Friday, August 12, 2011

Sailor's Ditty Box

Ditty boxes were small, lockable containers carried aboard ship by sailors and used to store their most prized possessions. Items might include personal papers such as journals and letters, pocket watches, cigarettes, grooming and writing implements as well as small working and sewing tools. Early boxes came in different sizes and shapes designed to fit the owner’s needs. These were usually constructed from pine with dovetail joinery, and decorated with maritime images. Prior to WWI, the US Navy issued six by six by twelve inch white wooden boxes that contained holders for an ink bottle, pens and pencils. Sometime around WWII the box was exchanged for a small brown suitcase which is no longer issued.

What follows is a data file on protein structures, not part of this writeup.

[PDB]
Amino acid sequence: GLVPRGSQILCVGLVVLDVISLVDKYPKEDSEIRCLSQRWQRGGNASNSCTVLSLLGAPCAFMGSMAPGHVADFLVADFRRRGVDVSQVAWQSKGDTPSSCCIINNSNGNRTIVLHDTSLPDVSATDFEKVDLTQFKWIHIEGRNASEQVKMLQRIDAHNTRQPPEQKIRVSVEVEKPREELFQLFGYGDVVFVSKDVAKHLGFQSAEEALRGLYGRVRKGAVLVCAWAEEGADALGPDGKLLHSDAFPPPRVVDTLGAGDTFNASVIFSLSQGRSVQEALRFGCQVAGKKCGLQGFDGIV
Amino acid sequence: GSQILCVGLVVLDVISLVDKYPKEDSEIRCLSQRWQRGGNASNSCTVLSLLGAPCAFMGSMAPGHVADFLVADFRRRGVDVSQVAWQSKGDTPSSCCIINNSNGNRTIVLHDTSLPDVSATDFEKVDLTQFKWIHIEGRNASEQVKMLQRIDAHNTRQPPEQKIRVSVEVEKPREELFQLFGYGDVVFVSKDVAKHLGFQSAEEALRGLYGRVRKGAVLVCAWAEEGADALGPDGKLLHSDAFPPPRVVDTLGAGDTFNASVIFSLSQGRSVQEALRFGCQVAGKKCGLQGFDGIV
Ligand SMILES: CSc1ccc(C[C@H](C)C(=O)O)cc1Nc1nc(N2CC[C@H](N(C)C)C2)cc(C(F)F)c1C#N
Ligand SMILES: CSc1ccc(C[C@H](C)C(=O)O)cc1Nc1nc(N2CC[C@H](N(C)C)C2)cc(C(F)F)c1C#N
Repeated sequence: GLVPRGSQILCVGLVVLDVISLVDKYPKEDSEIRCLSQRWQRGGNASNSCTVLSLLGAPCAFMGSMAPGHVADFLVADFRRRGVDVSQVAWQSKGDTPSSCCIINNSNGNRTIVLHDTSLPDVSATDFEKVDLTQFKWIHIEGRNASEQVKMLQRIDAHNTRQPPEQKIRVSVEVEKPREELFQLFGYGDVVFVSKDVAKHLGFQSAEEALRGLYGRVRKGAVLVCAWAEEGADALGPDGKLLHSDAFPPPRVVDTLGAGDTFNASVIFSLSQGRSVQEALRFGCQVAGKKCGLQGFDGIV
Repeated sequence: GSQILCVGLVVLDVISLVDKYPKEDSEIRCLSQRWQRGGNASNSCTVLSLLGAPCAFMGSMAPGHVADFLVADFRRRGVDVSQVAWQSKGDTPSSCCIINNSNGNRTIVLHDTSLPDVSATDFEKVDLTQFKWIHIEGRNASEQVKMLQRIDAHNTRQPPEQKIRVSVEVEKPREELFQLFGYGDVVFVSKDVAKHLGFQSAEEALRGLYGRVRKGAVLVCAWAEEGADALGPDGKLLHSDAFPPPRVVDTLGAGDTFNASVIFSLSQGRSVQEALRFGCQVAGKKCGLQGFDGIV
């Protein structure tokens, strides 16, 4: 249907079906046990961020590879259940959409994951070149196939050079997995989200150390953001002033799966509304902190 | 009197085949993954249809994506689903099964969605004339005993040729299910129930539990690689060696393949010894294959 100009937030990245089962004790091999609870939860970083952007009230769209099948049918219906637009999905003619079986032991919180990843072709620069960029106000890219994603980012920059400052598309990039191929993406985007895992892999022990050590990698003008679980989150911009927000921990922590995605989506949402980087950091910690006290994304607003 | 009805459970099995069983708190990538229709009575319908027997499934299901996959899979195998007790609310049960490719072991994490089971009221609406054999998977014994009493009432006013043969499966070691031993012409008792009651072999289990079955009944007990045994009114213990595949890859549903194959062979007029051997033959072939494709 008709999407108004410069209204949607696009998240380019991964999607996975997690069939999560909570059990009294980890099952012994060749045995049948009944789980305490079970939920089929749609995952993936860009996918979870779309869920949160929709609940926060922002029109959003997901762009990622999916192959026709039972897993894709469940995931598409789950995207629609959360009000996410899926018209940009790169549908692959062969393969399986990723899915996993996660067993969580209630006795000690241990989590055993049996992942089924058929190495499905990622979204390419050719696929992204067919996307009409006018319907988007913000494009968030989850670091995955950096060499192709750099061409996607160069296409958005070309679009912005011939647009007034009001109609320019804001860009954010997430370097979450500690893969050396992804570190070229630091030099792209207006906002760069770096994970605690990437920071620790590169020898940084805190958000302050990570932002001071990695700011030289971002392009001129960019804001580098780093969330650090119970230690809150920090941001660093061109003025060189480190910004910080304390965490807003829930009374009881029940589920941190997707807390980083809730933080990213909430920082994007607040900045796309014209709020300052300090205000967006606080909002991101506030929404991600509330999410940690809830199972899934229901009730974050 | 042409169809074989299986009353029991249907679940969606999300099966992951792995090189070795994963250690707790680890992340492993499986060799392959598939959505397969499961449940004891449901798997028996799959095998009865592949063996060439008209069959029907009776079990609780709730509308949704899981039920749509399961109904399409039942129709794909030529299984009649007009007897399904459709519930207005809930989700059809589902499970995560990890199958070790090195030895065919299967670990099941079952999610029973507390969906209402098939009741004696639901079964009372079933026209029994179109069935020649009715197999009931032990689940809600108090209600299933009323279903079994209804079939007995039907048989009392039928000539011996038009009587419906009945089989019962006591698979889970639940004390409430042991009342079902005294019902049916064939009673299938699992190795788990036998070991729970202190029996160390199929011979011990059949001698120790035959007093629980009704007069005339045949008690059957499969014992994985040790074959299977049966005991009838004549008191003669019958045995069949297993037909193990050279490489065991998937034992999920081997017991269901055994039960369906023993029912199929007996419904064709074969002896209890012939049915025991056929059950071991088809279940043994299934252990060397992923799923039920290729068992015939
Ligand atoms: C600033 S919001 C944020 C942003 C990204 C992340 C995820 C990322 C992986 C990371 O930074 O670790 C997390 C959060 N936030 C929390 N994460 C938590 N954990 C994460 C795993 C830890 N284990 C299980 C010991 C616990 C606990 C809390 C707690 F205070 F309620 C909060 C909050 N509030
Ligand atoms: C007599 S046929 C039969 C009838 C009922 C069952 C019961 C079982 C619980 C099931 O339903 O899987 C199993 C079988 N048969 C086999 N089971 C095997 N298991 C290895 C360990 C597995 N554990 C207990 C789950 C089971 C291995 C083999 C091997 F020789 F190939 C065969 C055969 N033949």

This 19th century folk art sailor’s box is a new addition to the museum’s collection, and was recently examined for conservation needs as part of an award from the Virginia Association of Museums’ assessment grant program. The wooden box is decorated with brass tacks and plates marked “USS Wasp”, ”R”, “M” and “1809”.

The USS Wasp, a sloop of war commissioned in 1807, made her mark during the War of 1812. On October 16, 1812 she went to battle with the HBM Frolic, capturing the brig after a brief fight. However, the victory was short lived as the nearby British 74-gun ship-of-the-line Poictiers overwhelmed the Wasp forcing her commanding officer Master Commandant Jacob Jones to surrender. USS Wasp was briefly put into service as the Peacock with the Royal Navy, but went down off the capes of Virginia in 1813.

No comments: